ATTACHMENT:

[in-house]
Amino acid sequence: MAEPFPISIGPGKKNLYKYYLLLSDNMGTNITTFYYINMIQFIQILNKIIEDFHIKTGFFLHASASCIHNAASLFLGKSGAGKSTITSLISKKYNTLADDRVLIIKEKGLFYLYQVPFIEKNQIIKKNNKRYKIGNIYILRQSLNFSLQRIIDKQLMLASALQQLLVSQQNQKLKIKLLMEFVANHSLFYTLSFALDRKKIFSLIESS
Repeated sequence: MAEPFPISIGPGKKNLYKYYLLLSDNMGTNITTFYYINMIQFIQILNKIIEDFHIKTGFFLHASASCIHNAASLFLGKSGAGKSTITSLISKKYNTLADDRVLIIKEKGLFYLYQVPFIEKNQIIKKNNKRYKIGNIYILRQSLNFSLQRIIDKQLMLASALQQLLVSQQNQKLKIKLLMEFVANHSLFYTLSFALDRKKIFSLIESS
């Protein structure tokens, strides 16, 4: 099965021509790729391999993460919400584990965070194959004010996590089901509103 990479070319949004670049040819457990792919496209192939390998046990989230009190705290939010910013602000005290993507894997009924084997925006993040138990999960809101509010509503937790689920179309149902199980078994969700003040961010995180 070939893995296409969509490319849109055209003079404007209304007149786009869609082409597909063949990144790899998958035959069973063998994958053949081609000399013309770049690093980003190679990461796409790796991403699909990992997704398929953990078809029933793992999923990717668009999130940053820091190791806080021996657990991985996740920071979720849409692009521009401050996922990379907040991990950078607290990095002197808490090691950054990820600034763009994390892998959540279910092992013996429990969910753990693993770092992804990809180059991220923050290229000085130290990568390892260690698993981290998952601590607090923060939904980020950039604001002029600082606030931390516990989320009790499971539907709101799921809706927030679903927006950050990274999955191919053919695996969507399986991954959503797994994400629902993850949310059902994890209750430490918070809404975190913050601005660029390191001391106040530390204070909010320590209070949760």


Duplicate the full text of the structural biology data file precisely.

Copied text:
[in-house]
Amino acid sequence: MAEPFPISIGPGKKNLYKYYLLLSDNMGTNITTFYYINMIQFIQILNKIIEDFHIKTGFFLHASASCIHNAASLFLGKSGAGKSTITSLISKKYNTLADDRVLIIKEKGLFYLYQVPFIEKNQIIKKNNKRYKIGNIYILRQSLNFSLQRIIDKQLMLASALQQLLVSQQNQKLKIKLLMEFVANHSLFYTLSFALDRKKIFSLIESS
Repeated sequence: MAEPFPISIGPGKKNLYKYYLLLSDNMGTNITTFYYINMIQFIQILNKIIEDFHIKTGFFLHASASCIHNAASLFLGKSGAGKSTITSLISKKYNTLADDRVLIIKEKGLFYLYQVPFIEKNQIIKKNNKRYKIGNIYILRQSLNFSLQRIIDKQLMLASALQQLLVSQQNQKLKIKLLMEFVANHSLFYTLSFALDRKKIFSLIESS
């Protein structure tokens, strides 16, 4: 099965021509790729391999993460919400584990965070194959004010996590089901509103 990479070319949004670049040819457990792919496209192939390998046990989230009190705290939010910013602000005290993507894997009924084997925006993040138990999960809101509010509503937790689920179309149902199980078994969700003040961010995180 070939893995296409969509490319849109055209003079404007209304007149786009869609082409597909063949990144790899998958035959069973063998994958053949081609000399013309770049690093980003190679990461796409790796991403699909990992997704398929953990078809029933793992999923990717668009999130940053820091190791806080021996657990991985996740920071979720849409692009521009401050996922990379907040991990950078607290990095002197808490090691950054990820600034763009994390892998959540279910092992013996429990969910753990693993770092992804990809180059991220923050290229000085130290990568390892260690698993981290998952601590607090923060939904980020950039604001002029600082606030931390516990989320009790499971539907709101799921809706927030679903927006950050990274999955191919053919695996969507399986991954959503797994994400629902993850949310059902994890209750430490918070809404975190913050601005660029390191001391106040530390204070909010320590209070949760």